Let’s take an example. When the Quakers embraced same sex marriage as part of their Faith and Practice (a very rough equivalent of their catechism and liturgy), did the Becket Fund sue the government to ensure that an accommodation would be made for their religious practices within the law? It’s a clear case of religious liberty; why not advocate for that.

The Becket Fund is for religious liberty if (and only if!) the result of the ruling aligns with socially and religiously conservative aims. That’s totally their right, and they have taken some cases outside of conservative Christianity. However, to think they are anything but an organization by and for religious conservatives is nuts.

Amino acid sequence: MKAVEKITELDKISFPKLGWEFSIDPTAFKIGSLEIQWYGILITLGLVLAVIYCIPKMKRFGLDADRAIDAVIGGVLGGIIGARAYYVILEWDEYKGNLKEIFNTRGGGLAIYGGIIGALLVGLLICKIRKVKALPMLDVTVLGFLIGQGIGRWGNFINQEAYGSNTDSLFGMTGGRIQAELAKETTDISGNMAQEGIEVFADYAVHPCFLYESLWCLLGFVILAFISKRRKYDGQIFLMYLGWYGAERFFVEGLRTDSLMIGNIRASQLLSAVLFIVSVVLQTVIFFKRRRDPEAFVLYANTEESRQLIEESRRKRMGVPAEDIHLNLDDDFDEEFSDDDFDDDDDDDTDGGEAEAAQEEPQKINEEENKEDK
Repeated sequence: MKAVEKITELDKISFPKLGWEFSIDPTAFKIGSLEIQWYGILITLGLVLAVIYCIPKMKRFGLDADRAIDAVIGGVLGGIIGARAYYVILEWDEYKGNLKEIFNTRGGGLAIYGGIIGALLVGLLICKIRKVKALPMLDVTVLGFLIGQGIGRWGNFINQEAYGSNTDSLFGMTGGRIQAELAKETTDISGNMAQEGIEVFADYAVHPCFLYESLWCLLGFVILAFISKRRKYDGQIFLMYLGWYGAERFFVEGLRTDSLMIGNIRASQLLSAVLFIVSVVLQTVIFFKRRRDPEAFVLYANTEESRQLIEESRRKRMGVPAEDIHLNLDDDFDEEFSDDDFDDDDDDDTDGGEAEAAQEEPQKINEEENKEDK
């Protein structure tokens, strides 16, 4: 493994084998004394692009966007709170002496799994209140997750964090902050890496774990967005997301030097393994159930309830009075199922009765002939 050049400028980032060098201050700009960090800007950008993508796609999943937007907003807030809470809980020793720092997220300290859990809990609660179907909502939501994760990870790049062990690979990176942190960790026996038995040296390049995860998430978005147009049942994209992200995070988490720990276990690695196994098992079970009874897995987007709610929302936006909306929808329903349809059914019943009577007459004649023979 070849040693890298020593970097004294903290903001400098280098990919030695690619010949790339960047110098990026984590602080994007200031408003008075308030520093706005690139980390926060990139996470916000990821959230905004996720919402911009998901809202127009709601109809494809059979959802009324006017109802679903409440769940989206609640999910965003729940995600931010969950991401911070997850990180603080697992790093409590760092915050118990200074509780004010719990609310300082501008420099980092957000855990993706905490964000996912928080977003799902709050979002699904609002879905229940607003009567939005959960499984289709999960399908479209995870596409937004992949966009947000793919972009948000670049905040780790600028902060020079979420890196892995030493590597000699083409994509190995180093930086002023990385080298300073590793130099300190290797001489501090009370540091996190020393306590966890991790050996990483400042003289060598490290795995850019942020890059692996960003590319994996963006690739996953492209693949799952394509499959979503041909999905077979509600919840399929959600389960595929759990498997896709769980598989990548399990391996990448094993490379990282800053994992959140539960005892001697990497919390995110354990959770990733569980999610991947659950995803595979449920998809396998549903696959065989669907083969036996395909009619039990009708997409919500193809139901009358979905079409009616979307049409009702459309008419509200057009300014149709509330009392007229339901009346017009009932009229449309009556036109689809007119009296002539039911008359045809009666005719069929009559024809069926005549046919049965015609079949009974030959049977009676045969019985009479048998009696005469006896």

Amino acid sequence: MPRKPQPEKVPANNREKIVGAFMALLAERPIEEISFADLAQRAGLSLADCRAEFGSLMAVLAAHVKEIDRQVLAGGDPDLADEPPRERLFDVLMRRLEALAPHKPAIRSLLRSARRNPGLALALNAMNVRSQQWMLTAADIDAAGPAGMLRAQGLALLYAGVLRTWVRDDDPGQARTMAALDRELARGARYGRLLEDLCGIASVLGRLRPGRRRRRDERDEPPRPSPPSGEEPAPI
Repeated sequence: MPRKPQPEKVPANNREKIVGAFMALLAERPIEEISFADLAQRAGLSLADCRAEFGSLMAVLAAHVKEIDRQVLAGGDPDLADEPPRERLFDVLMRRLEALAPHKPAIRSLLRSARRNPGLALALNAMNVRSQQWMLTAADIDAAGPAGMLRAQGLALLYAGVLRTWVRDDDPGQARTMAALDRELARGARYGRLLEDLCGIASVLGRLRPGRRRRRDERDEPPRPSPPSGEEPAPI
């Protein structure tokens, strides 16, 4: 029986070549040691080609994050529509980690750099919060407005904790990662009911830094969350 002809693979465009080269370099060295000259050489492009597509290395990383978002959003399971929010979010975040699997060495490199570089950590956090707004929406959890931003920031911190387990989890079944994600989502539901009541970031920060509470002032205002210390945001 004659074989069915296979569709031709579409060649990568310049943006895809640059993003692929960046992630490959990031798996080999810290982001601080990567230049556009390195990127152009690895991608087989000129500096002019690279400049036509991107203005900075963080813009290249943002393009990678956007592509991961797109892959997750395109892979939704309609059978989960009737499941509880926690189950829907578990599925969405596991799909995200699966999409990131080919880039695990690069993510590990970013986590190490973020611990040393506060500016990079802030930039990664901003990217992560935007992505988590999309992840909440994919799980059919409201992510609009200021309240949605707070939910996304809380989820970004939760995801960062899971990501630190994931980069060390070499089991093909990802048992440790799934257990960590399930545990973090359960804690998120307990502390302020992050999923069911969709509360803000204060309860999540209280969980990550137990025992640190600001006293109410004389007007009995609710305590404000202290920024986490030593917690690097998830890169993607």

#23 Comment By Robert On February 9, 2018 @ 5:23 pm

[NFR: The ABA gave him a strong recommendation. — RD]

Not exactly. The majority of the ABA committee gave him their highest rating – “well qualified.” A minority of the committee rated him “qualified.”

By contrast, the last two (at least) Democratic nominees and last three (at least (Republican) nominees to the Supreme Court received unanimous “well qualified” ratings from the ABA committee, if I recall correctly.

#24 Comment By Siarlys Jenkins On February 9, 2018 @ 6:42 pm

When the Quakers embraced same sex marriage as part of their Faith and Practice (a very rough equivalent of their catechism and liturgy), did the Becket Fund sue the government to ensure that an accommodation would be made for their religious practices within the law?